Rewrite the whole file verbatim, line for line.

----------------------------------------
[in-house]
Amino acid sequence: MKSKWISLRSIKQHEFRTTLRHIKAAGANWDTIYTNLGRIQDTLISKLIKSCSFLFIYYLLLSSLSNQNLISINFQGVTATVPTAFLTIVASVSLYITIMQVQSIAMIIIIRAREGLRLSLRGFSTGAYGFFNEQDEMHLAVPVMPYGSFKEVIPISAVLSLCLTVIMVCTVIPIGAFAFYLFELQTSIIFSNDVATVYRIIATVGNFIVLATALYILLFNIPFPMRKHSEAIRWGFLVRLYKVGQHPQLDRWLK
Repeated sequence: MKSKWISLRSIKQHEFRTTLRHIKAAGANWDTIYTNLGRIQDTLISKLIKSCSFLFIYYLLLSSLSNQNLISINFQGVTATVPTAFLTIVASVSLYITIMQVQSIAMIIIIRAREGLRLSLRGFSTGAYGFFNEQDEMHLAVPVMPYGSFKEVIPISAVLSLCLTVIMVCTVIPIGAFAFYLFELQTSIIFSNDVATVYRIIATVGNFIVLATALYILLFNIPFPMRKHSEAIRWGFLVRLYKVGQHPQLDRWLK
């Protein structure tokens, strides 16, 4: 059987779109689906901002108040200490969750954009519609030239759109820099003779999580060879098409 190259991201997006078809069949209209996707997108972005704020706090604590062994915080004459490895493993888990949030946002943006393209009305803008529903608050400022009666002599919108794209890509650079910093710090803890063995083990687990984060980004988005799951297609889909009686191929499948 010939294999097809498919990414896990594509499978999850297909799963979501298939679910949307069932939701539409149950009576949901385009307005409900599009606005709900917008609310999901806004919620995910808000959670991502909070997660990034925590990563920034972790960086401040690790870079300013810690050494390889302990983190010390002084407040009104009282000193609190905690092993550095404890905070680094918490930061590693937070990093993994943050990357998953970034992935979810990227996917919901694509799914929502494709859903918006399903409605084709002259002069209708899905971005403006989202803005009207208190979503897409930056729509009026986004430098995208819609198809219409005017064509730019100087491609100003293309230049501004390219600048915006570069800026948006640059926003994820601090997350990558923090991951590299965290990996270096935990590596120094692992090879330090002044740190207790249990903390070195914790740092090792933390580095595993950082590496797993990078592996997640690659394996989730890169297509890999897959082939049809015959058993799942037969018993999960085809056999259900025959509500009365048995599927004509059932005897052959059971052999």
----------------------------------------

[in-house]
Amino acid sequence: MKSKWISLRSIKQHEFRTTLRHIKAAGANWDTIYTNLGRIQDTLISKLIKSCSFLFIYYLLLSSLSNQNLISINFQGVTATVPTAFLTIVASVSLYITIMQVQSIAMIIIIRAREGLRLSLRGFSTGAYGFFNEQDEMHLAVPVMPYGSFKEVIPISAVLSLCLTVIMVCTVIPIGAFAFYLFELQTSIIFSNDVATVYRIIATVGNFIVLATALYILLFNIPFPMRKHSEAIRWGFLVRLYKVGQHPQLDRWLK
Repeated sequence: MKSKWISLRSIKQHEFRTTLRHIKAAGANWDTIYTNLGRIQDTLISKLIKSCSFLFIYYLLLSSLSNQNLISINFQGVTATVPTAFLTIVASVSLYITIMQVQSIAMIIIIRAREGLRLSLRGFSTGAYGFFNEQDEMHLAVPVMPYGSFKEVIPISAVLSLCLTVIMVCTVIPIGAFAFYLFELQTSIIFSNDVATVYRIIATVGNFIVLATALYILLFNIPFPMRKHSEAIRWGFLVRLYKVGQHPQLDRWLK
């Protein structure tokens, strides 16, 4: 059987779109689906901002108040200490969750954009519609030239759109820099003779999580060879098409 190259991201997006078809069949209209996707997108972005704020706090604590062994915080004459490895493993888990949030946002943006393209009305803008529903608050400022009666002599919108794209890509650079910093710090803890063995083990687990984060980004988005799951297609889909009686191929499948 010939294999097809498919990414896990594509499978999850297909799963979501298939679910949307069932939701539409149950009576949901385009307005409900599009606005709900917008609310999901806004919620995910808000959670991502909070997660990034925590990563920034972790960086401040690790870079300013810690050494390889302990983190010390002084407040009104009282000193609190905690092993550095404890905070680094918490930061590693937070990093993994943050990357998953970034992935979810990227996917919901694509799914929502494709859903918006399903409605084709002259002069209708899905971005403006989202803005009207208190979503897409930056729509009026986004430098995208819609198809219409005017064509730019100087491609100003293309230049501004390219600048915006570069800026948006640059926003994820601090997350990558923090991951590299965290990996270096935990590596120094692992090879330090002044740190207790249990903390070195914790740092090792933390580095595993950082590496797993990078592996997640690659394996989730890169297509890999897959082939049809015959058993799942037969018993999960085809056999259900025959509500009365048995599927004509059932005897052959059971052999």